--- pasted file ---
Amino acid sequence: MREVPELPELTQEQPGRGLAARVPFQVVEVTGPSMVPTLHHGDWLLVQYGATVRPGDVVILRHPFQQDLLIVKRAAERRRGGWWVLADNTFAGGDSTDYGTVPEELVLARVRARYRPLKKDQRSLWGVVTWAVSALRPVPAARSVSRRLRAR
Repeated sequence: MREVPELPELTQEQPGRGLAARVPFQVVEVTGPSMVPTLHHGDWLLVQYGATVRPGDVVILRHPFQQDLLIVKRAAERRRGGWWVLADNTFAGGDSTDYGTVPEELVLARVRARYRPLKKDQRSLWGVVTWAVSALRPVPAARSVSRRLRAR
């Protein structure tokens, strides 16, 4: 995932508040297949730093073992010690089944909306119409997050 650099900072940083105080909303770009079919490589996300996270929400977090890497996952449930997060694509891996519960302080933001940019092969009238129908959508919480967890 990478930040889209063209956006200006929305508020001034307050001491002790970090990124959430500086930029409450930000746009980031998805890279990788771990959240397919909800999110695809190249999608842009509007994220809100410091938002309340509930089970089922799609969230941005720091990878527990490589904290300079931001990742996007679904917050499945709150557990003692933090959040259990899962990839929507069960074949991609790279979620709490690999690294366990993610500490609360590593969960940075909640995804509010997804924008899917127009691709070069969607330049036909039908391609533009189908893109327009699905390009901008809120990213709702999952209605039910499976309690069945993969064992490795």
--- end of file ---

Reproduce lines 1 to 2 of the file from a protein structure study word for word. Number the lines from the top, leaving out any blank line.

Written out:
Amino acid sequence: MREVPELPELTQEQPGRGLAARVPFQVVEVTGPSMVPTLHHGDWLLVQYGATVRPGDVVILRHPFQQDLLIVKRAAERRRGGWWVLADNTFAGGDSTDYGTVPEELVLARVRARYRPLKKDQRSLWGVVTWAVSALRPVPAARSVSRRLRAR
Repeated sequence: MREVPELPELTQEQPGRGLAARVPFQVVEVTGPSMVPTLHHGDWLLVQYGATVRPGDVVILRHPFQQDLLIVKRAAERRRGGWWVLADNTFAGGDSTDYGTVPEELVLARVRARYRPLKKDQRSLWGVVTWAVSALRPVPAARSVSRRLRAR